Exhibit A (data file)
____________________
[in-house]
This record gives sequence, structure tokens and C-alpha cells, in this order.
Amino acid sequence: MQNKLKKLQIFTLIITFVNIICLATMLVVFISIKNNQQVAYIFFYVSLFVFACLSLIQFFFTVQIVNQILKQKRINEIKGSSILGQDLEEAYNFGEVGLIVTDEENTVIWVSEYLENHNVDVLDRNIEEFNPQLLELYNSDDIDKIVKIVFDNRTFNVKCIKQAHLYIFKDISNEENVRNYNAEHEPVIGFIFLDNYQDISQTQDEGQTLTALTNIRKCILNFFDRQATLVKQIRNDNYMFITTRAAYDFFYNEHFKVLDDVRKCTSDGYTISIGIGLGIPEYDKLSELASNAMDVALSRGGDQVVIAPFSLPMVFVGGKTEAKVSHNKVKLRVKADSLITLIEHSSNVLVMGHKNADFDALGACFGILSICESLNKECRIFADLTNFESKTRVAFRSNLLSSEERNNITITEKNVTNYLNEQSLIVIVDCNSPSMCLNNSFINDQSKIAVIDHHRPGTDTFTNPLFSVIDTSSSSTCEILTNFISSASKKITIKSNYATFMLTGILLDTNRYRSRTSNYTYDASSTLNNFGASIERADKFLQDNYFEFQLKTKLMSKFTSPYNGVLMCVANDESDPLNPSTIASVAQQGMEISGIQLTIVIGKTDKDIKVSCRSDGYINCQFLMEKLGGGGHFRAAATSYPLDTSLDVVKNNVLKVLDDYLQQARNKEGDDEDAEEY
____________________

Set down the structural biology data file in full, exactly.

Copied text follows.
[in-house]
This record gives sequence, structure tokens and C-alpha cells, in this order.
Amino acid sequence: MQNKLKKLQIFTLIITFVNIICLATMLVVFISIKNNQQVAYIFFYVSLFVFACLSLIQFFFTVQIVNQILKQKRINEIKGSSILGQDLEEAYNFGEVGLIVTDEENTVIWVSEYLENHNVDVLDRNIEEFNPQLLELYNSDDIDKIVKIVFDNRTFNVKCIKQAHLYIFKDISNEENVRNYNAEHEPVIGFIFLDNYQDISQTQDEGQTLTALTNIRKCILNFFDRQATLVKQIRNDNYMFITTRAAYDFFYNEHFKVLDDVRKCTSDGYTISIGIGLGIPEYDKLSELASNAMDVALSRGGDQVVIAPFSLPMVFVGGKTEAKVSHNKVKLRVKADSLITLIEHSSNVLVMGHKNADFDALGACFGILSICESLNKECRIFADLTNFESKTRVAFRSNLLSSEERNNITITEKNVTNYLNEQSLIVIVDCNSPSMCLNNSFINDQSKIAVIDHHRPGTDTFTNPLFSVIDTSSSSTCEILTNFISSASKKITIKSNYATFMLTGILLDTNRYRSRTSNYTYDASSTLNNFGASIERADKFLQDNYFEFQLKTKLMSKFTSPYNGVLMCVANDESDPLNPSTIASVAQQGMEISGIQLTIVIGKTDKDIKVSCRSDGYINCQFLMEKLGGGGHFRAAATSYPLDTSLDVVKNNVLKVLDDYLQQARNKEGDDEDAEEY